Superintendent bill passes; late amendment tough on HillJan 27, 2013 Staff and wire reports
After being pushed through the Wyoming Legislature at breakneck pace, a bill stripping the Wyoming Superintendent of Public Instruction of most administrative duties passed Friday -- complete with an amendment requiring that Superintendent Cindy Hill be removed from her office by police.
Gov. Matt Mead had ben expected to sign the bill immediately, and witnesses said a detachment of Wyoming state police had arrived at the Wyoming Department of Education to escort Hill outside. But the officers left when a photographer showed up to record the scene, witnesses said, and as of Saturday the governor had not yet signed the bill.
The legislation, spearheaded in the Senate by Sen. Hank Coe of Cody and in the House by Rep. Matt Teeters of Lingle, had become intensely controversial as it was sped through the Capitol.
Senate File 104 became the first bill to pass the Legislature, moving through the legislative process in an unusually quick 12 days. Opponents complained the measure was being fast-tracked, but supporters said no legislative rules were broken or suspended.
On Friday, the bill, which was first proposed on Jan. 9, passed the House on a 39-20 vote after a 70-minute debate, and the Senate followed with a 21-9 vote to accept the House version.
Gov. Mead has not explicitly endorsed or rejected the bill, but it believed that he supports the concept of an appointed state education department head.
In a statement issued by his office, Mead remained noncommittal, saying only that he would thoroughly review the legislation and give it thoughtful deliberation. The governor has until the end of the day Tuesday to sign or veto the bill, or let it become law without his signature, according to his office.
Some observers speculated that Mead might opt to let it take affect without signing it in order to stay more removed from the controversy the bill has generated.
If it becomes law, Hill would be removed immediately as head of the Department of Education and an interim director appointed by the governor would assume supervision of the agency.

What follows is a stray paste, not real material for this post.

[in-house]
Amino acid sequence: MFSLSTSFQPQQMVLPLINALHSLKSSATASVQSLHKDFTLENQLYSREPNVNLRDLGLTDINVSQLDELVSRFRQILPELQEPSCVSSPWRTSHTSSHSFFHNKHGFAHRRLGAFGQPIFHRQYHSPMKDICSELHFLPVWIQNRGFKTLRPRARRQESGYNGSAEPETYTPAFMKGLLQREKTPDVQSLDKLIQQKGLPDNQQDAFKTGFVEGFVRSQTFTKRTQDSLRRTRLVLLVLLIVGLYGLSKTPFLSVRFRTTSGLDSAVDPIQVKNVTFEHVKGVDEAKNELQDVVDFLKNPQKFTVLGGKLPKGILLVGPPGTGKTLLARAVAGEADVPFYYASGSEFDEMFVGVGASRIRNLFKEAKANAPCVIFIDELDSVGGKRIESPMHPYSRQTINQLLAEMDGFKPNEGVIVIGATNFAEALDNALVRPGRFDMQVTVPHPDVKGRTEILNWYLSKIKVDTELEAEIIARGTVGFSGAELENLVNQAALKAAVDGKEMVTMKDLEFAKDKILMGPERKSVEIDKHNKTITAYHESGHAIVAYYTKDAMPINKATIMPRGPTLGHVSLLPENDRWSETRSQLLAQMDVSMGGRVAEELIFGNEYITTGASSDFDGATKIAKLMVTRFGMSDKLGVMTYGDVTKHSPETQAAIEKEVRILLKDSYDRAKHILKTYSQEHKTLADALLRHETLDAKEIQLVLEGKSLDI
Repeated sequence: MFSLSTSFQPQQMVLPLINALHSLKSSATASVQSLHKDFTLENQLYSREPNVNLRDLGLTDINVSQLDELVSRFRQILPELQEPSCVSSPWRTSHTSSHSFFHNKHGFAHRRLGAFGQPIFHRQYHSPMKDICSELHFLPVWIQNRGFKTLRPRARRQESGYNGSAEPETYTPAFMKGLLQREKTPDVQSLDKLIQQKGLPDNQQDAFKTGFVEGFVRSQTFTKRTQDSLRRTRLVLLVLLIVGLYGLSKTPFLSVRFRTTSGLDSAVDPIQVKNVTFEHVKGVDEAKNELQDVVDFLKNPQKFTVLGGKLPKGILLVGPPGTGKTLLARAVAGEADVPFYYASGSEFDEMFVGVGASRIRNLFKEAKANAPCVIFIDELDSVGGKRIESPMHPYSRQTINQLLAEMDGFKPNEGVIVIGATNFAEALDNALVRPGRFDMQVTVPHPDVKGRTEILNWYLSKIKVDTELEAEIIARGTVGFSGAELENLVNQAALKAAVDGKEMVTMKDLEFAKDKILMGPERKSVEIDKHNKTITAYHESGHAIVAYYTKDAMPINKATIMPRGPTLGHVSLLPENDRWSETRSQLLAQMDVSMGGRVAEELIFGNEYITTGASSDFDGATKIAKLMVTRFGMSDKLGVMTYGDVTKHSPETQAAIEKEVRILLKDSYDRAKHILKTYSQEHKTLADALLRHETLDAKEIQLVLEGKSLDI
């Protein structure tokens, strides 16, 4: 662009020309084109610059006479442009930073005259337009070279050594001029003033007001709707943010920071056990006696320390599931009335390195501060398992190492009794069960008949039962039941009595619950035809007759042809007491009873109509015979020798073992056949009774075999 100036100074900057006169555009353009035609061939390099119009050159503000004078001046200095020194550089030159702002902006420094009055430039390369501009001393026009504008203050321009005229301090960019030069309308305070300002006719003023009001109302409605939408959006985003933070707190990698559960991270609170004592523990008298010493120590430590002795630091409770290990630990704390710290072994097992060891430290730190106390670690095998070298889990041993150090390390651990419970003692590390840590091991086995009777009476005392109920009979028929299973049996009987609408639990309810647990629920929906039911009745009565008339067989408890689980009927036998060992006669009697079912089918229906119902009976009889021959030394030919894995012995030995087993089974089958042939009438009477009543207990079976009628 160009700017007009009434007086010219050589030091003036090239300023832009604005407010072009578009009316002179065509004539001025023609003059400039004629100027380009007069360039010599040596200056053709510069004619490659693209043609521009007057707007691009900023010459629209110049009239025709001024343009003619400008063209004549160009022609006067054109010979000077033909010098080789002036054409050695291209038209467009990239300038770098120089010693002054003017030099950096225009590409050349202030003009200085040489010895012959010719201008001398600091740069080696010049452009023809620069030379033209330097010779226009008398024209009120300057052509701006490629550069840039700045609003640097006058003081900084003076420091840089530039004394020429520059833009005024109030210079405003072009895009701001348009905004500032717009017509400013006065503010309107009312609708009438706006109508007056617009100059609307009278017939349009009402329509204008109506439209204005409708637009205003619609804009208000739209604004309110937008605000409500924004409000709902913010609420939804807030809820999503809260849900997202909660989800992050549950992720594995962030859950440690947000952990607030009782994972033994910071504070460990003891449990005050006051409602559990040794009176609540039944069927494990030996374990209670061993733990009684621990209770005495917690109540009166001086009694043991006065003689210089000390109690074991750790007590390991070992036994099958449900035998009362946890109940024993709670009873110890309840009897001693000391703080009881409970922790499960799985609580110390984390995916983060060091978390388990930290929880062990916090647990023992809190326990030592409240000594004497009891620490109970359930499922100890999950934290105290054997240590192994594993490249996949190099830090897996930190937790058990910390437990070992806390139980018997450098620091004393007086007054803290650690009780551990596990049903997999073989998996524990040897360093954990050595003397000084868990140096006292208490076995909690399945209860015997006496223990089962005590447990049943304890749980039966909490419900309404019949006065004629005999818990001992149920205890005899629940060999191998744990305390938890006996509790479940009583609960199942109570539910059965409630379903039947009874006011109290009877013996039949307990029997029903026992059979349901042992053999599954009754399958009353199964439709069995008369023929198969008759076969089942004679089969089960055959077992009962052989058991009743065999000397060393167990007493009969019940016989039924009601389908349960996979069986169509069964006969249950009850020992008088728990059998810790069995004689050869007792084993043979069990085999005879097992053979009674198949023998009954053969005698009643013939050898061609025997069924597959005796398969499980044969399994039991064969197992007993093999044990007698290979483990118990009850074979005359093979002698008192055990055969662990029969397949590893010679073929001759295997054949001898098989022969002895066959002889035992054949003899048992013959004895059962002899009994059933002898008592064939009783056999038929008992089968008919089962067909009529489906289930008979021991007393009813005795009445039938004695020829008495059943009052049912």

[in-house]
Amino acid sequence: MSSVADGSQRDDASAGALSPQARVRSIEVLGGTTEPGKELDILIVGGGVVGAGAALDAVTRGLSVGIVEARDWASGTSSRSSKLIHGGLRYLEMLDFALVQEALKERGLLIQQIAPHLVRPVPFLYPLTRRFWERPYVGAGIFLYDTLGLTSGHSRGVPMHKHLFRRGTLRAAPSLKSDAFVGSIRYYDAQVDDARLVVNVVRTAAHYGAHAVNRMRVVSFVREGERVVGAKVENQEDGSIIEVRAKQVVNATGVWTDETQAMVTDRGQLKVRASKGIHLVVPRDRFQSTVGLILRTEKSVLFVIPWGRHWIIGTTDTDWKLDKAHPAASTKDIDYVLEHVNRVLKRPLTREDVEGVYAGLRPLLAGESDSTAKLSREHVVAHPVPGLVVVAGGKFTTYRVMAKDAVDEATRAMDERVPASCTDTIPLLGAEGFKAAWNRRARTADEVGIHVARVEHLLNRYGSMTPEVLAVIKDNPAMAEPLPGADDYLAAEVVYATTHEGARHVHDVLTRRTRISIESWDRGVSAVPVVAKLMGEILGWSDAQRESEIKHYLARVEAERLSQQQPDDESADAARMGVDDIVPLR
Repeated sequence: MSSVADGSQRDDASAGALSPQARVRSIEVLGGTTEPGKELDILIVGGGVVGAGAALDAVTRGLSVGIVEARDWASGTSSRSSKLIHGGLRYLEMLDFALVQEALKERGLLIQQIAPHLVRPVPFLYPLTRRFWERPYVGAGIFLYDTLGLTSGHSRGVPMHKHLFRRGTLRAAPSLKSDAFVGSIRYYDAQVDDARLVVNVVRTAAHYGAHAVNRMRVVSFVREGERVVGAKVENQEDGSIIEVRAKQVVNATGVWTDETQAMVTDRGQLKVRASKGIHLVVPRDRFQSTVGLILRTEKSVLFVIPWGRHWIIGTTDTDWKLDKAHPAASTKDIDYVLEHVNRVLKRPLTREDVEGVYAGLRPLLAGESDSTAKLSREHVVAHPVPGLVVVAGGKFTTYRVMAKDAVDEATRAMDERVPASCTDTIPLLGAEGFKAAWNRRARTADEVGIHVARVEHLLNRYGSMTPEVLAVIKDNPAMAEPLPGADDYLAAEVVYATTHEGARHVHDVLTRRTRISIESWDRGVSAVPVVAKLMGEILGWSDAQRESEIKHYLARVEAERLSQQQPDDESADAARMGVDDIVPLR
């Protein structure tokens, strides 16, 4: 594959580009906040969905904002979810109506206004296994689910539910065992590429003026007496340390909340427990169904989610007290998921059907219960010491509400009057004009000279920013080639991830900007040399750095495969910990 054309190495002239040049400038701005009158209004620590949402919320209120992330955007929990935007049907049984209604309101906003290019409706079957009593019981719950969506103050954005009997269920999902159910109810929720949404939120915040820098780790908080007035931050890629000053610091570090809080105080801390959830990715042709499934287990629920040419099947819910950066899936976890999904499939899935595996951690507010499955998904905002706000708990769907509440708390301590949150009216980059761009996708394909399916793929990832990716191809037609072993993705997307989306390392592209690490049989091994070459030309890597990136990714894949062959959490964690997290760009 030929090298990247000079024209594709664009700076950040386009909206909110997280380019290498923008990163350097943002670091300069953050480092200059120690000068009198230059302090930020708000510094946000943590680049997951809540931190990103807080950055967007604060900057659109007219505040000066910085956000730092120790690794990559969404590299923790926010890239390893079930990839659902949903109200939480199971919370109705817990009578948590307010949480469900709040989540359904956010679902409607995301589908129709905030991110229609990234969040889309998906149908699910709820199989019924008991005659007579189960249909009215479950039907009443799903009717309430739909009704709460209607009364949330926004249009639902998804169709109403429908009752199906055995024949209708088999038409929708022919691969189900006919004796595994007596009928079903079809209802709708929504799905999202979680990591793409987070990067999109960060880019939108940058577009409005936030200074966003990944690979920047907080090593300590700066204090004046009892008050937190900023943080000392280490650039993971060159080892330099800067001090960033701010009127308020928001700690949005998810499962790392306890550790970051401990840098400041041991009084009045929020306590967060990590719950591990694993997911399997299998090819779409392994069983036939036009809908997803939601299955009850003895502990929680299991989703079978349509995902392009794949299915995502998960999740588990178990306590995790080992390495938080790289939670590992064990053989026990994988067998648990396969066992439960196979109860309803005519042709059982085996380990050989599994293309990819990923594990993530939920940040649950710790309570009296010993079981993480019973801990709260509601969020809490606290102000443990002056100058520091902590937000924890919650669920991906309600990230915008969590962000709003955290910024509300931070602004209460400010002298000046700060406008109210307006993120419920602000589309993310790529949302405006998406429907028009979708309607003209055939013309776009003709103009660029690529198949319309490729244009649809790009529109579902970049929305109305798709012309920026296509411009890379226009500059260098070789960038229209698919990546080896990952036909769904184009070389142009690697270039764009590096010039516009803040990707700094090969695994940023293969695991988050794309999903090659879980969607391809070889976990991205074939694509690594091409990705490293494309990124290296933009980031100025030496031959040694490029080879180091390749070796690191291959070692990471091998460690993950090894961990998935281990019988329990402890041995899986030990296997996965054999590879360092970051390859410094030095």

The superintendent would remain a statewide elected official with some education duties, such as making an annual report to the Legislature on the status of Wyoming's public education.
Hill said in an interview with The Associated Press that she expected Mead to sign the bill into law or let it become law based on a conversation she said she had with him a year ago about whether the Education Department should be run by an appointed director.
"It's a sad day for Wyoming ... and Wyoming's constitution, and we the people are not going to stand for this," Hill said.
However, she was coy when asked if she planned to challenge the law in court.
"There'll be steps ahead," she said, declining to elaborate.
Hill emerged as a new star of the Republican Party when she was elected in 2010, beating two-term incumbent superintendent Jim McBride in the GOP primary by a substantial margin, then winning decisively over Democrat Mike Massie in the general election. She is in her third year as head of the Wyoming education system.
Hill has frustrated some state lawmakers who took issue with how she ran a department with a $1.9 billion two-year budget and 150 employees.
Her tenure so far has included accusations that she improperly redirected state money to programs not authorized by the Legislature and hindered legislative education reform efforts to better prepare Wyoming students for college and careers. Hill has defended her administration of the agency and denied obstructing education reform laws. No specific allegations of misconduct have been raised publicly against her, as opponents have stuck with generalities.
Proponents say the bill, which was sponsored by all the legislative leaders in both political parties, would improve delivery of K-12 education and save the state's school reform effort. Opponents are concerned about increasing the governor's power and diminishing voter influence on education policy.
In its short run through the Legislature, the bill quickly became one of the most contested proposals, prompting multiple hours of impassioned floor debate in front of packed Senate and House galleries, hours of committee testimony and hundreds of phone calls and e-mails to lawmakers. Some 400 phone calls were made to a legislative "hotline" alone, according to Legislative Service Office records. Individual lawmakers received hundreds of additional contacts from constituents. Most voters who spoke publicly about the bill were supportive of Hill.
During debate Friday on the House floor, some lawmakers raised concerns about the bill's constitutionality and warned of a possible lawsuit.
Rep. Keith Gingery, R-Jackson, argued that the bill strips the superintendent of so many duties that it effectively negates the office's status set out in the Wyoming Constitution and begs for a court challenge.
"How far can you go? I don't think you can go this far," Gingery said.
But House Speaker Tom Lubnau, R-Gillette, said it's the duty of the Legislature to fix a broken state education system that allows elected officials to "overstep their bounds."
"If enduring lawsuits is what I have to do to protect the sanctity of the government, bring them on," Lubnau said.
Reflecting the distrust lawmakers have for Hill, the bill includes a provision that the governor's office review all Education Department personnel decisions and job changes over the 60 days leading up to the law's enactment.
After appointing an interim director of the Education Department, Mead has until Dec. 1 to appoint a permanent director. The state Board of Education will give him three names to choose from. His appointment must be confirmed by the state Senate.